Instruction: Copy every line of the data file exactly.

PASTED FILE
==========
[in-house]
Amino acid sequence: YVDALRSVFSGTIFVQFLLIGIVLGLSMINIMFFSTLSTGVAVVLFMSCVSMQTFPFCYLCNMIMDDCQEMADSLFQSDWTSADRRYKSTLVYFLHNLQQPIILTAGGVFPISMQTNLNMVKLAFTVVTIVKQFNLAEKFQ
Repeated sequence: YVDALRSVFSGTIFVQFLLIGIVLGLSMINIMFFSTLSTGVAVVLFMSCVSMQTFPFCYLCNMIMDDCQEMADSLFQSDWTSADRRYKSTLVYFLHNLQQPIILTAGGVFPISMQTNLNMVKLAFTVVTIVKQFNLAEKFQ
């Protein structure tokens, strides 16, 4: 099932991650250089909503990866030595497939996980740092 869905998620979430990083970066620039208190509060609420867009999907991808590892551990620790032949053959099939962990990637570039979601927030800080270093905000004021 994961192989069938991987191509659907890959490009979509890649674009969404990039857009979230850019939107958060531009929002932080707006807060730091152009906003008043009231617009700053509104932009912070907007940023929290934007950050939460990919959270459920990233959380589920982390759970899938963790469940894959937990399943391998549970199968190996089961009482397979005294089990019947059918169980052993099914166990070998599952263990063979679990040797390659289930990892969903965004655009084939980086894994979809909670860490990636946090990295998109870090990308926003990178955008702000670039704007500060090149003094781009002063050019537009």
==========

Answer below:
[in-house]
Amino acid sequence: YVDALRSVFSGTIFVQFLLIGIVLGLSMINIMFFSTLSTGVAVVLFMSCVSMQTFPFCYLCNMIMDDCQEMADSLFQSDWTSADRRYKSTLVYFLHNLQQPIILTAGGVFPISMQTNLNMVKLAFTVVTIVKQFNLAEKFQ
Repeated sequence: YVDALRSVFSGTIFVQFLLIGIVLGLSMINIMFFSTLSTGVAVVLFMSCVSMQTFPFCYLCNMIMDDCQEMADSLFQSDWTSADRRYKSTLVYFLHNLQQPIILTAGGVFPISMQTNLNMVKLAFTVVTIVKQFNLAEKFQ
């Protein structure tokens, strides 16, 4: 099932991650250089909503990866030595497939996980740092 869905998620979430990083970066620039208190509060609420867009999907991808590892551990620790032949053959099939962990990637570039979601927030800080270093905000004021 994961192989069938991987191509659907890959490009979509890649674009969404990039857009979230850019939107958060531009929002932080707006807060730091152009906003008043009231617009700053509104932009912070907007940023929290934007950050939460990919959270459920990233959380589920982390759970899938963790469940894959937990399943391998549970199968190996089961009482397979005294089990019947059918169980052993099914166990070998599952263990063979679990040797390659289930990892969903965004655009084939980086894994979809909670860490990636946090990295998109870090990308926003990178955008702000670039704007500060090149003094781009002063050019537009």